I have been rather busy on other projects, and my drawing has been suffering. But I have managed to squeeze in quick sketches here and there – this was done between bites of a sandwich during my lunch ‘hour’ (more like 20 minutes!) .
The carving is above a doorway at Saint Barts’s church, on Park avenue and 51st.
I have recently been busy with my ‘day job’ and some other things (moving for example) and haven’t had time to paint. But I managed to squeeze in some drawing during my lunch hour (well half hour actually) and in bits and pieces. Drawing and painting are both physical and mental processes – and like any other physical process if you don’t do it, you get ‘out of shape’.
Don’t have time to write? Can’t get in front of a computer? That didn’t stop Solzhenitsyn. In fact, Solzhenitsyn looks at his time in the gulag as essential to his becoming a writer.
In response to the question how he became a writer, Solzhenitsyn said that in a serious sense this did not take place until he found himself in prison.
I had tried my hand at literary writing even before the war, and had made determined efforts of this kind while I was a university student, but this could hardly be called serious writing because I lacked life experience. I began to write in earnest in prison, doing it in a conspiratorial fashion, concealing the very fact that I was writing—this was absolutely crucial. My method involved remembering the texts composed and learning them by heart. I started doing this with verse, then with prose as well.
I have often written abou the importance of memorizing poetry and the importance the excercise of memory. Memory is perhaps the most underused and under appreciated mental facility of the modern age. We have become mentally lazy because there is no longer a necessity to memorize things – or so we think; cheap printed material, and now digital, searchable archives mean people can reference quotes and information easily and quickly. But relying on this makes as much sense as allowing your muscles to atrophy and not exercising simply because there are cars, planes and escalators so there is no need to be as physically fit as in the past.
Secondly, he though he could not write, that did not stop him from ‘writing’ and creating in his mind. He didn’t say “Oh well, I don’t have a typewriter (or the time, or paper, or whatever).
Most of us, thank God, will never have to experience the gulag (though I would not be so complacent about this), but we have experienced ‘gulags’ of our own making, or monotonous jobs that we look at ‘life draining’ it is often in those experiences that are necessary to draw our deepest creative facilities, if we make use of them. On a lighter note, a favorite author of mine, PG Wodehouse made use of his terrible, unpleasant job at a bank to write one of my favorite ‘novel’s by him “Psmith in the City”.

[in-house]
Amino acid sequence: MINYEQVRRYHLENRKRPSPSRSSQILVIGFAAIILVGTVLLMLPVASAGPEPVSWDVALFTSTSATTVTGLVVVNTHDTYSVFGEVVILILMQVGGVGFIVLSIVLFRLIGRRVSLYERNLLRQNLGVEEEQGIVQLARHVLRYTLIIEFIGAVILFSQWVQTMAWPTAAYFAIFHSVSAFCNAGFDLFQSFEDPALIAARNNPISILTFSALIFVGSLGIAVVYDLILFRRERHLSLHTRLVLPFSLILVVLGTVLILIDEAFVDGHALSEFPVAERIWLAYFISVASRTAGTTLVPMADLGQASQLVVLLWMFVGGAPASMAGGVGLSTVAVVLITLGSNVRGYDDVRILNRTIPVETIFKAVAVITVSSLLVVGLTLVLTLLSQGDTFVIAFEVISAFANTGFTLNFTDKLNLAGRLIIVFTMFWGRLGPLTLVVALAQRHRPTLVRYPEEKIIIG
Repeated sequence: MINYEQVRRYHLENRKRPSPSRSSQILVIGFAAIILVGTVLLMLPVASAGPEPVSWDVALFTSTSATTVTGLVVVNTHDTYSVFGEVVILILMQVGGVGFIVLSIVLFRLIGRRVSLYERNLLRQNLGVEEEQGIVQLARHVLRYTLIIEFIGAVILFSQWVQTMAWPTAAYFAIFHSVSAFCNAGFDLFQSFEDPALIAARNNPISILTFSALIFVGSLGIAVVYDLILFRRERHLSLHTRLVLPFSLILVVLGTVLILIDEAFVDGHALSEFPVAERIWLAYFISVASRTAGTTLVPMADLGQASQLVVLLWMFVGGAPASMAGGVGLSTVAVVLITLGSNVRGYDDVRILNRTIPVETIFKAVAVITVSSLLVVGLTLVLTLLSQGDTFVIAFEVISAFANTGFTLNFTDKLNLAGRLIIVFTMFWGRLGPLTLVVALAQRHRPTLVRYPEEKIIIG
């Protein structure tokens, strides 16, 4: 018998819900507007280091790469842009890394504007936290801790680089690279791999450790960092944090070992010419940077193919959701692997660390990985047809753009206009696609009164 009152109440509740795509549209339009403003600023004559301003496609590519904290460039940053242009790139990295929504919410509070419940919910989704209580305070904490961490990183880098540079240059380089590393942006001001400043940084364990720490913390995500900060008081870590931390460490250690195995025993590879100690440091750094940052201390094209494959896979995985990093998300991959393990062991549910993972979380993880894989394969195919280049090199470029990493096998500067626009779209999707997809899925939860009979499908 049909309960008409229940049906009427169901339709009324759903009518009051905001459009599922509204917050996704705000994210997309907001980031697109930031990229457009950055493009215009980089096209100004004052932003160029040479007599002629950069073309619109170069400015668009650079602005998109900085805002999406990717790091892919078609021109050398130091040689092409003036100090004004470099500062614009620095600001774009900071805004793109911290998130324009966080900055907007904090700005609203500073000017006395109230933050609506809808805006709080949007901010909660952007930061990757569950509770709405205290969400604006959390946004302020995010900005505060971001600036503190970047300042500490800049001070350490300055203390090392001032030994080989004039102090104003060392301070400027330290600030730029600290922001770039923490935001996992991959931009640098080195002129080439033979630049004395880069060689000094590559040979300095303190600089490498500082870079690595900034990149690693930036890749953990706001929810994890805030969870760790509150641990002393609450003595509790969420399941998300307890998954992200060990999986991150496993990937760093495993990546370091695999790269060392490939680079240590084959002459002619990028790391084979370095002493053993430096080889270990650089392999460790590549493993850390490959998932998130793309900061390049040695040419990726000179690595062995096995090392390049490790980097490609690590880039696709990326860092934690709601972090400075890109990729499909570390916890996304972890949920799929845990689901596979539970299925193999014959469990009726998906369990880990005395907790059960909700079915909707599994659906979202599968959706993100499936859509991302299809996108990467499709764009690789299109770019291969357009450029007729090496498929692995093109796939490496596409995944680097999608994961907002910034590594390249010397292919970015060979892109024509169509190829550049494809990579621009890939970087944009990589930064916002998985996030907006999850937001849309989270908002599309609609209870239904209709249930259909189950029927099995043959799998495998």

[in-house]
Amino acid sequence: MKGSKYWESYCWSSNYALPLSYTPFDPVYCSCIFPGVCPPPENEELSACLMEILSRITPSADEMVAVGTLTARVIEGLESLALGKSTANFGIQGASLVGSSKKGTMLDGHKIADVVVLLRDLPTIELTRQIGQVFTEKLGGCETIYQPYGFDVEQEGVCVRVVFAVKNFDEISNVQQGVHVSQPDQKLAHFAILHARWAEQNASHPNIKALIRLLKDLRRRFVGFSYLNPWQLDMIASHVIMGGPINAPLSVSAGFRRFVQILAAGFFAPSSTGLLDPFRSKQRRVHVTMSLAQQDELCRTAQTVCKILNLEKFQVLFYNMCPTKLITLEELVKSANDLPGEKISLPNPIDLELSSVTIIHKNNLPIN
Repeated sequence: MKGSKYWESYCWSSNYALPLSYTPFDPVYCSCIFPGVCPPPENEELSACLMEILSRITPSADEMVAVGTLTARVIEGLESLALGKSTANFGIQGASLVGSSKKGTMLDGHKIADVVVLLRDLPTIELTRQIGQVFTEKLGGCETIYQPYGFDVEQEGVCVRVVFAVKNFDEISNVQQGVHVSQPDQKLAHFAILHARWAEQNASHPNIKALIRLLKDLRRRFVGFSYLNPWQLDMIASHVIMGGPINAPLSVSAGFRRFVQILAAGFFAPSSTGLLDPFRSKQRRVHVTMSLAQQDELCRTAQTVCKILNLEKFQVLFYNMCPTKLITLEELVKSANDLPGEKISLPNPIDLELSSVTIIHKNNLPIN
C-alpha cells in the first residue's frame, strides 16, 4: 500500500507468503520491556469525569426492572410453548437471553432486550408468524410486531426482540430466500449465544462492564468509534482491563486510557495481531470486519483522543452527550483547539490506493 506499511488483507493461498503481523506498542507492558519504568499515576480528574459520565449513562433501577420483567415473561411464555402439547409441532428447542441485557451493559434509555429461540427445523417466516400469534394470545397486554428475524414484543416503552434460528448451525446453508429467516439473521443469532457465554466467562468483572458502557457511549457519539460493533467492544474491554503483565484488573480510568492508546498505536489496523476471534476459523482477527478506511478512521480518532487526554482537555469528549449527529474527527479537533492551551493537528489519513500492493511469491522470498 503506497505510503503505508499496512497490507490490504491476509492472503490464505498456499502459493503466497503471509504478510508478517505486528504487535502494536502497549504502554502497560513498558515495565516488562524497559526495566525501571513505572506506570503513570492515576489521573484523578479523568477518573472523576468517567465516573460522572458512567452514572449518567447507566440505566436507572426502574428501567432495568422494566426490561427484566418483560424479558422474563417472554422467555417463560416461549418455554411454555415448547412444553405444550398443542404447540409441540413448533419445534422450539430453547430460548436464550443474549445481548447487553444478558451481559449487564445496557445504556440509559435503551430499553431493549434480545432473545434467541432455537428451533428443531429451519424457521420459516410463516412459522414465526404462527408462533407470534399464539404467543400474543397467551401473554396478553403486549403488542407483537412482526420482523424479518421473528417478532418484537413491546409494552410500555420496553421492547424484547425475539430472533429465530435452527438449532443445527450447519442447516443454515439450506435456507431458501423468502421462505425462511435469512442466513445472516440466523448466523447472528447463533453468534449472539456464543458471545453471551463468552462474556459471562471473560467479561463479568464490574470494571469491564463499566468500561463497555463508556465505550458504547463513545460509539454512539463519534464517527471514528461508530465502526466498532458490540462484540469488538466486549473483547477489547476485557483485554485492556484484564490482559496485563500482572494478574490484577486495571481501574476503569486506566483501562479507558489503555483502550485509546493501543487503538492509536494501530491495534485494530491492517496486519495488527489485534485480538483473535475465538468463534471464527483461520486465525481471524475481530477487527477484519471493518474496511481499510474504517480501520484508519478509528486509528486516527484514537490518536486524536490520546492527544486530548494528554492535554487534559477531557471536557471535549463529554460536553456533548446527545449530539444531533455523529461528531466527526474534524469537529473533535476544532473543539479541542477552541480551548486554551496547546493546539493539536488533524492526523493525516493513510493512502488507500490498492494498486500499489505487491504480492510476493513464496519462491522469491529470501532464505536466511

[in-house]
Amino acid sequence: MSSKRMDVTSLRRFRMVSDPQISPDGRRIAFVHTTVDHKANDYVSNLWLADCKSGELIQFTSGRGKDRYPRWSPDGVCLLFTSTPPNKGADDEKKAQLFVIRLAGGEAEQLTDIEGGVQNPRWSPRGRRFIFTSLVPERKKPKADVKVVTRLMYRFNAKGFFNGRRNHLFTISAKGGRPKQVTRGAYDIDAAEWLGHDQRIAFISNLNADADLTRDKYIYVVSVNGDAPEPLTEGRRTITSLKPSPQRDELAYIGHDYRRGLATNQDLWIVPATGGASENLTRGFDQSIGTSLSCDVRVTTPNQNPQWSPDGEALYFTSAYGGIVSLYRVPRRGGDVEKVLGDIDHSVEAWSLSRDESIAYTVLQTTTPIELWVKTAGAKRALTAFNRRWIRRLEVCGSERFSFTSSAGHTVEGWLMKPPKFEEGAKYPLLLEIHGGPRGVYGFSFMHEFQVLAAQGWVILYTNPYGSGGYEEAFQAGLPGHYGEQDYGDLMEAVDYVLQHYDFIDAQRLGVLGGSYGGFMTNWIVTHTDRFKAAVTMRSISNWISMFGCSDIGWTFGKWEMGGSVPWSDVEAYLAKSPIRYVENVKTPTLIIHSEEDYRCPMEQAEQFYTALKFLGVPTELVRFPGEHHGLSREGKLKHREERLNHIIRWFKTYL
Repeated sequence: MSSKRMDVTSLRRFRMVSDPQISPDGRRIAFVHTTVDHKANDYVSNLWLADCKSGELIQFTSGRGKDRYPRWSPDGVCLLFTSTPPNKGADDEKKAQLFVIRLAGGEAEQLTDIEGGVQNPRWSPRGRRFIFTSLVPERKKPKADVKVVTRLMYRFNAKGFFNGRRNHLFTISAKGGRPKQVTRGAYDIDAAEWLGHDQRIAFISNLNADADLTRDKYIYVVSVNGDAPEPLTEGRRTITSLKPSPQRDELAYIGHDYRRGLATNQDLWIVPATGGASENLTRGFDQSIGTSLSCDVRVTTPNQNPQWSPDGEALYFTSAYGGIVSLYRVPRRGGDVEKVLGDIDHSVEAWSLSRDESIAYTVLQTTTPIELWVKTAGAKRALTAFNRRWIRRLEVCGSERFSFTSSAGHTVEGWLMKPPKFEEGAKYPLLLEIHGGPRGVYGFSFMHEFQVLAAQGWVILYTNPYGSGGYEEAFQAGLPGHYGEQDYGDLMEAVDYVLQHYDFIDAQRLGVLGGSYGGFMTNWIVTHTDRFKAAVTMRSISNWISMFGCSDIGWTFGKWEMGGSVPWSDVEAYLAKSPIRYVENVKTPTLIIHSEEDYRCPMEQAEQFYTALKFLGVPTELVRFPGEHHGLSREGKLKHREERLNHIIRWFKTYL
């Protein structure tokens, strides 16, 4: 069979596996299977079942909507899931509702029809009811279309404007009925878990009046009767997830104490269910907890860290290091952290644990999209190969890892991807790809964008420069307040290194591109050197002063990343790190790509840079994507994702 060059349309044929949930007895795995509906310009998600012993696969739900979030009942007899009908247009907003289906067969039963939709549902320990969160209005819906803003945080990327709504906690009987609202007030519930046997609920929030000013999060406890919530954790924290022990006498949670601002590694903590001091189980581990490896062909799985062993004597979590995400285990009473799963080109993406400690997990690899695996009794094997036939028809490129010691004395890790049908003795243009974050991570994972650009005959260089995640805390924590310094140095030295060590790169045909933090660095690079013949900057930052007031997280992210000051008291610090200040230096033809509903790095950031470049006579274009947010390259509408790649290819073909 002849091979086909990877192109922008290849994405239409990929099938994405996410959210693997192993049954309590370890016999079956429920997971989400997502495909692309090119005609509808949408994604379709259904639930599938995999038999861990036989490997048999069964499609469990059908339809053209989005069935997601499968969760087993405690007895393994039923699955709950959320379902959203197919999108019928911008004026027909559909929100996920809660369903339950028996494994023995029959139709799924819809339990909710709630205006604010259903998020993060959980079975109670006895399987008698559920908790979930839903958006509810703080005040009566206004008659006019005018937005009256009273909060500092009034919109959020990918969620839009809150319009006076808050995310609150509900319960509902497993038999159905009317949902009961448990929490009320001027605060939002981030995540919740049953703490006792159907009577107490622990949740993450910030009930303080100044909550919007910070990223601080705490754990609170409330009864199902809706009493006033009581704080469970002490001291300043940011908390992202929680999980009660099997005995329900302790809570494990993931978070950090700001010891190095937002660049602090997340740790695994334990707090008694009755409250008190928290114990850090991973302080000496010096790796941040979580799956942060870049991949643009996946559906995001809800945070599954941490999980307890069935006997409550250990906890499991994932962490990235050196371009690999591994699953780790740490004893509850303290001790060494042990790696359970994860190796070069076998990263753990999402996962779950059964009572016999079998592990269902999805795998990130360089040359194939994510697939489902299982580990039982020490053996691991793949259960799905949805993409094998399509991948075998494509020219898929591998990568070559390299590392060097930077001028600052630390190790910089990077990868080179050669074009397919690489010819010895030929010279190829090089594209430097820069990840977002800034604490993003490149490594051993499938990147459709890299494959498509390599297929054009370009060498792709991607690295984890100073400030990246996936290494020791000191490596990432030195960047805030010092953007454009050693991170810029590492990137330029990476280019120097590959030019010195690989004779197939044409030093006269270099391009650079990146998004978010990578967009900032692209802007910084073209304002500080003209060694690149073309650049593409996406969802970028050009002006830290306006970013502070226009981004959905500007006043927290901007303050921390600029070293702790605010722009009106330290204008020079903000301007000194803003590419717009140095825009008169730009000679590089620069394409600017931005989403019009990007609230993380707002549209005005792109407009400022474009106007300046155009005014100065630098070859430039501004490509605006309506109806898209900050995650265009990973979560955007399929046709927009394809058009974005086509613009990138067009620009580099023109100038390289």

Lastly, Solzhenitsyn would never and could never have composed and created this work if he did not have strong faith and a sense of hope. I am not talking about Oprah-TheSecret-Jesus-is-going-to-give-me-a-new-BMW sort of hope; but rather a deep, serious, faith.
You can read the rest of the article here.
How many times have you skipped writing/painting/creating because you don’t have the ‘perfect’ tools, or waited for days for that ‘perfect’ brush to arrive? That didn’t stop the famed missionary and explorer Dr. Livingstone:
In 1871, David Livingstone spent five months stranded in a small village in the Congo called Nyangwe. He had run out of writing paper and had nearly run out of ink, so he improvised the materials for his diary by writing over an old copy of The Standard newspaper with ink made from the seeds of a local berry.
Oh, and he was also malnourished and suffering from the typical smörgåsbord of tropical diseases that European explorers picked up in Africa.
We all have ‘favorite’ tools to work with, favorite surfaces to work on and optimal conditions we like to work under. But the lack of those conditions should never be an excuse for not doing.
You can read the whole article and view the original pages and of the field diary here.
These are some quick sketches I did in front of the New York Public Library on 42nd and 5th. Each took about ten minutes.
As I always emphasize, you can always find time in most days for a little drawing. It doesn’t have to be a grand old building like the New York Public Library.. Durer, for example, found beauty in ordinary turf.
Being an artist can be likened to being a athlete or a ballet dancer. You stop practicing, you get ‘out of shape’. I have had a busy few weeks of non-art but necessary obligations, and found that “I’ll skip drawing today” turned into nearly a month. When I did pick up a pencil, I could tell my skills had already dulled a bit. That is why I always carry two sketchbooks- a larger sized one and a literally pocket sized one that can be carried anywhere. I stopped by Grace church today, enjoyed the silence and peace, and did a quick twelve minute sketch of the pulpit. I feel better.
There is always time to draw. If you hone your skills a bit every day, they will improve much faster than if you just draw once a week. As noted elsewhere, you can also draw ‘in your head’ and draw from memory later – this is a fun exercise for the mind and brain. So even if you forget your sketchbook, always find time to draw.
I came across a quote to that effect and it struck me as.. wise….